Feds indict Crips, add murder to racketeering charges
The new indictment is the latest development in a case originally filed in 2014 against 72 members and associates of the BGC
New indictment in federal case targeting Crips street gang; previously unsolved case brings homicide charges
LOS ANGELES (MNS) – A federal grand jury has returned a new indictment in a racketeering case targeting the Five Deuce Broadway Gangster Crips (BGC) street gang that adds a murder charge stemming from a previously unsolved 2012 homicide, the Compton Herald has learned
The announcement was made by Acting United States Attorney Sandra R. Brown.
The “second superseding indictment” charges BGC member Joshua Perez, also known as “Tiny Ange,” in the murder of 37-year-old William Sherman, who was killed after BGC gangsters mistakenly identified him as being part of a group that were members of a rival gang.
The new indictment also alleges that co-defendant Marquis Shaw, also known as “T-Loon,” participated in the attack that resulted in Sherman’s murder. Shaw also faces charges previously filed in the BGC case that allege he committed a 2003 murder of a non-gang member outside of the House of Blues in West Hollywood.
Perez, 26, and Shaw, 43, allegedly are prominent members of a BGC clique known as the Gremlin Riderz, a violent enforcement arm that acts as the gang’s hit squad, which includes enforcing discipline among the gang’s members and carrying out acts of retaliation against rival gangs.
The new charges in the indictment accuse Perez of committing murder in aid of racketeering and using a firearm in relation to a crime of violence that caused death. Each of these offenses carries a mandatory sentence of life without parole in federal prison.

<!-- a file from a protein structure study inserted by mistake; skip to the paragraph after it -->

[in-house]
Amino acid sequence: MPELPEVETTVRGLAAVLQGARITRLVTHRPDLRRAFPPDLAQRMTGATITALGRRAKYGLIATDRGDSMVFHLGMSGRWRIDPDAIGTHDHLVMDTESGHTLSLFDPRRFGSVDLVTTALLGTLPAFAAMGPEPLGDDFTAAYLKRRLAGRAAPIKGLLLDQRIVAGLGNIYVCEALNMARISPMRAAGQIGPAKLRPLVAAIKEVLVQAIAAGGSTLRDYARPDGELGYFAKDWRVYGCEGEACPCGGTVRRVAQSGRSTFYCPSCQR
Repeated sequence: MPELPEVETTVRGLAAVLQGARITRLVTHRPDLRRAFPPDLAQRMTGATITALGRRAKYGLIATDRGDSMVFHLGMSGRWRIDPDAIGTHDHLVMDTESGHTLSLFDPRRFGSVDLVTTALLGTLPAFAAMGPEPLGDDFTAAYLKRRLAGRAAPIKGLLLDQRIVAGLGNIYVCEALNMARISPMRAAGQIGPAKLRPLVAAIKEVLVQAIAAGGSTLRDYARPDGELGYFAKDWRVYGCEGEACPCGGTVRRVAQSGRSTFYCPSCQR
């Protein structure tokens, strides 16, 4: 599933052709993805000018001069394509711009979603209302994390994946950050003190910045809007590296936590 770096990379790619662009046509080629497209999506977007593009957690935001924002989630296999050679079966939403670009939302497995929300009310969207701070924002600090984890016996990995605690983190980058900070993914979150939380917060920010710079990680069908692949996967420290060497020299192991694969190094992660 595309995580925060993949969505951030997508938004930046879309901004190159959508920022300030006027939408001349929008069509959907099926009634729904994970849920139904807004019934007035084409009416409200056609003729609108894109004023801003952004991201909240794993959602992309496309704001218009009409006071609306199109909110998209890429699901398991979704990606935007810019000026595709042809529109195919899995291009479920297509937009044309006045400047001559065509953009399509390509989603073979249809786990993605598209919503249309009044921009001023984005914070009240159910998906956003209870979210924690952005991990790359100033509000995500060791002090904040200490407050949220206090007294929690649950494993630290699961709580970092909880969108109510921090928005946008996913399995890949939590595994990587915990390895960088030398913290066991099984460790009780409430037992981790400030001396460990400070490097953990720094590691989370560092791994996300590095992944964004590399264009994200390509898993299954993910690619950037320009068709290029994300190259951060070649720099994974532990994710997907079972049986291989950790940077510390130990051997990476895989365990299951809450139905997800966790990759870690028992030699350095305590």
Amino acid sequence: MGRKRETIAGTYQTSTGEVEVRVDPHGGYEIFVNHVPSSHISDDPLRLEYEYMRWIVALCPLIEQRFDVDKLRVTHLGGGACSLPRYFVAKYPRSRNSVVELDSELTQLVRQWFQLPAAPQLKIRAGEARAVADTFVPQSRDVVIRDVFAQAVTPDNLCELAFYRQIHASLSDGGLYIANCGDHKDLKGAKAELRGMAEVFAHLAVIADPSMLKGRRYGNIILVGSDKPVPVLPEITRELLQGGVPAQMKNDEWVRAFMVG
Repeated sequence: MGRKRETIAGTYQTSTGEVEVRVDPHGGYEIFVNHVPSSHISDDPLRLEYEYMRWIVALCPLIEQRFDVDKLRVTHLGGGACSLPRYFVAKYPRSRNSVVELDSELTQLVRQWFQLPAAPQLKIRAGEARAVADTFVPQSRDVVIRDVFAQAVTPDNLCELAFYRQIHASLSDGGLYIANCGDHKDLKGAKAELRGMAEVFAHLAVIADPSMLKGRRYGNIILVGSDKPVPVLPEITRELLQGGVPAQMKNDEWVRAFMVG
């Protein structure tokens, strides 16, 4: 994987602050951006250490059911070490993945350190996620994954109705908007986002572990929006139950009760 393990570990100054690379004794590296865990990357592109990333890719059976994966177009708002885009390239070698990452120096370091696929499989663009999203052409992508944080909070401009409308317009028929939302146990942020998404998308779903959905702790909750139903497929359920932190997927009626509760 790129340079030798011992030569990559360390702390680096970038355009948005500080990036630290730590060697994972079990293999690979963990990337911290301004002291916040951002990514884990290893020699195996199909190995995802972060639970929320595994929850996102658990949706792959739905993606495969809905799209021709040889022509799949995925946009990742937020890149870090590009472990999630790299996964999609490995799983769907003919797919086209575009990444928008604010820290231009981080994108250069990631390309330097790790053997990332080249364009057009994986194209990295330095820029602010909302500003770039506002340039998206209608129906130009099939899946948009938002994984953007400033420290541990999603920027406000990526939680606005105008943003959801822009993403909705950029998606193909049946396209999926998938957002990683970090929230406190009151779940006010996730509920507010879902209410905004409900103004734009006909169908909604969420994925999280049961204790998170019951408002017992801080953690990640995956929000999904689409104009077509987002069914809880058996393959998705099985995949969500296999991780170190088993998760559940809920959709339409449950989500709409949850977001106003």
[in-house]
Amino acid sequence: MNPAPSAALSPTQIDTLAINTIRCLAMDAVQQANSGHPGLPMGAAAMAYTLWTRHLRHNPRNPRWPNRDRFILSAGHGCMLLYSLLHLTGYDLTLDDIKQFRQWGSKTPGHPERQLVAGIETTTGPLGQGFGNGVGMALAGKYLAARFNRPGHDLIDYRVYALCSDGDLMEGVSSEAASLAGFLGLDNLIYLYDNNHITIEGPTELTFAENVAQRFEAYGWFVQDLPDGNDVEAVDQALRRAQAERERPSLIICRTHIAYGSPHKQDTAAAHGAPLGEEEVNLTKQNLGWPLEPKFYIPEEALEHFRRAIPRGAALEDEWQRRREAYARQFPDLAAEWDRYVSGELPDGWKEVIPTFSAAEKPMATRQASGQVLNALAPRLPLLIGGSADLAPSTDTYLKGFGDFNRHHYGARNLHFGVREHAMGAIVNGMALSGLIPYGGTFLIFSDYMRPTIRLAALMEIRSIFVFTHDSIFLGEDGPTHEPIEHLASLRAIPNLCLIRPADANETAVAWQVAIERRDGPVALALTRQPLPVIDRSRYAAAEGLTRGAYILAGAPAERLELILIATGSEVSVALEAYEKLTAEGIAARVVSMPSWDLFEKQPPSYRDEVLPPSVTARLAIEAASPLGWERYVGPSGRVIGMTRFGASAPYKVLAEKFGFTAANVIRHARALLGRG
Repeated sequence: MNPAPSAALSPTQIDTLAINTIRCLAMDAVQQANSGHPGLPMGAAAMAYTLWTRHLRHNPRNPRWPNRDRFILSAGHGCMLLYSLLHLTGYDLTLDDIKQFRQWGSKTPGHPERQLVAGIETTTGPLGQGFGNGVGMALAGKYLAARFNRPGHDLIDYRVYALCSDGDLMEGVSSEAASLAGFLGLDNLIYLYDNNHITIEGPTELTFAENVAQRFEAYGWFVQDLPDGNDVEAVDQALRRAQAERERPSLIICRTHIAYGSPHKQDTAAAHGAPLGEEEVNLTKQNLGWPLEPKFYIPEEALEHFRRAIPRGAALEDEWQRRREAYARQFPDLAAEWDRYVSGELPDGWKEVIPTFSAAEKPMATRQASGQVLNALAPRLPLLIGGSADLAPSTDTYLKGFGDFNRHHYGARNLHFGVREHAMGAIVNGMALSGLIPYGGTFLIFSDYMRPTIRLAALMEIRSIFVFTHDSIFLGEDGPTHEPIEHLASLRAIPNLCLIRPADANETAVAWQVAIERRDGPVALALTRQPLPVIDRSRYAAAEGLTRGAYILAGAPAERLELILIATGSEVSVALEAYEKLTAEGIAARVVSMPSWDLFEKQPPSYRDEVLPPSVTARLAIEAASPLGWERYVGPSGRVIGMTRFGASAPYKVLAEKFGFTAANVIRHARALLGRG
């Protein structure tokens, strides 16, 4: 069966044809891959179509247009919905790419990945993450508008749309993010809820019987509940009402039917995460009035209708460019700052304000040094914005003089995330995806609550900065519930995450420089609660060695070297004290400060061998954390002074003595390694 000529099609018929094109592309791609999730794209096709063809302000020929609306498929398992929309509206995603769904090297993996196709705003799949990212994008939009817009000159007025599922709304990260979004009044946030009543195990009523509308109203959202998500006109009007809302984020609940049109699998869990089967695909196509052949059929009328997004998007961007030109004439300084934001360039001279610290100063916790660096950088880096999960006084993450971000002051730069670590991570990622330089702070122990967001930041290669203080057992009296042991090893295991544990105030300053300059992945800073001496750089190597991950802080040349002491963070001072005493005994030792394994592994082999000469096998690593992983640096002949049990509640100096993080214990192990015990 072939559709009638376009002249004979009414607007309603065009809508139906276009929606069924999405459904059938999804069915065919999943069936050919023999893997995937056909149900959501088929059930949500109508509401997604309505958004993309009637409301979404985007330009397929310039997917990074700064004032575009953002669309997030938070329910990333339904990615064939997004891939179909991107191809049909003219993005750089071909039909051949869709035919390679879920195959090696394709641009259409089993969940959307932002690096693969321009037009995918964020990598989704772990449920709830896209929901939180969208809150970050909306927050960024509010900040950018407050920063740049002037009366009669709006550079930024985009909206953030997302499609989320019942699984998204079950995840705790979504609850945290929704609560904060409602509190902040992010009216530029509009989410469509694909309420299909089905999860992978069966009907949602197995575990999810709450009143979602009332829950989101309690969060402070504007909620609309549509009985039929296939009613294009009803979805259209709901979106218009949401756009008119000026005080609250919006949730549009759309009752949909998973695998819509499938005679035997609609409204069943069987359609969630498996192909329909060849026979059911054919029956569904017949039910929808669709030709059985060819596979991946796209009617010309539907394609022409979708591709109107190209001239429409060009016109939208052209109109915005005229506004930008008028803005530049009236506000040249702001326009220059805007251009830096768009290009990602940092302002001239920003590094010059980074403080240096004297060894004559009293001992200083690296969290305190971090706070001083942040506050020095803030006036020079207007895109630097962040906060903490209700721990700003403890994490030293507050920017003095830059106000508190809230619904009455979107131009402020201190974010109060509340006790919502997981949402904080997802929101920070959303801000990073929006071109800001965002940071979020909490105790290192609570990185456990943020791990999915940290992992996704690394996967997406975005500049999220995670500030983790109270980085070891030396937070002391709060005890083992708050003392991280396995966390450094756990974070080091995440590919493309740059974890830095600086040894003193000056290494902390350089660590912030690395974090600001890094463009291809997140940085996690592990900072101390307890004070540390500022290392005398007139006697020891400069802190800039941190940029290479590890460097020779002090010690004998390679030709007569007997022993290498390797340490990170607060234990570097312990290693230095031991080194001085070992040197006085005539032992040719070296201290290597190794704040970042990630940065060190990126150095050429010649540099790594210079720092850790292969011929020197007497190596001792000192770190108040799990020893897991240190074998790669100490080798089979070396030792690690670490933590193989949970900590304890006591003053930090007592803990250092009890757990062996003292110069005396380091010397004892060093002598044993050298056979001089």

The indictment alleges that Sherman was murdered during a May 10, 2012 incident in which BGC members were retaliating against a rival gang for the murder of a BGC member. BGC members traveled in a multi-vehicle convoy to a party being held by the rival gang, and fired at least 40 shots into a group of men who were walking to the party. Sherman was killed and two others were injured in the shooting. The victims were not members of the rival gang targeted by BGC. Prior to the second superseding indictment, no one had been charged in the killing.
The second superseding indictment returned by a federal grand jury on Nov. 9 charges Perez, Shaw, and five other BGC members with participating in a conspiracy to violate the federal Racketeer Influenced and Corrupt Organizations (RICO) Act. Members of the conspiracy allegedly engaged in murders, robberies, witness and informant intimidation, and narcotics sales.
The new indictment is the latest development in a case originally filed in 2014 against 72 members and associates of the BGC, a violent and primarily African-American gang that controls parts of South Los Angeles and downtown Los Angeles. Out of the 72 defendants originally charged in a 213-page RICO indictment, 64 defendants have pleaded guilty and one was convicted at trial. Many of those convicted have received lengthy prison sentences – including the leader of the BGC, who was sentenced to nearly 22 years in federal prison – and those defendants have been banned from living in BGC territory after they complete their prison terms.
After the filing of the original indictment in this case, federal and local law enforcement authorities continued to investigate the BGC, which included reexamining the 2012 attack that led to Sherman’s murder and developing new witnesses to that incident.
The seven defendants named in the second superseding indictment – the only defendants remaining in the BGC case – are scheduled to go on trial Feb. 6, 2018 before U.S. District Judge S. James Otero. Perez and Shaw each face mandatory terms of life in prison if convicted of the murder charges alleged in the indictment.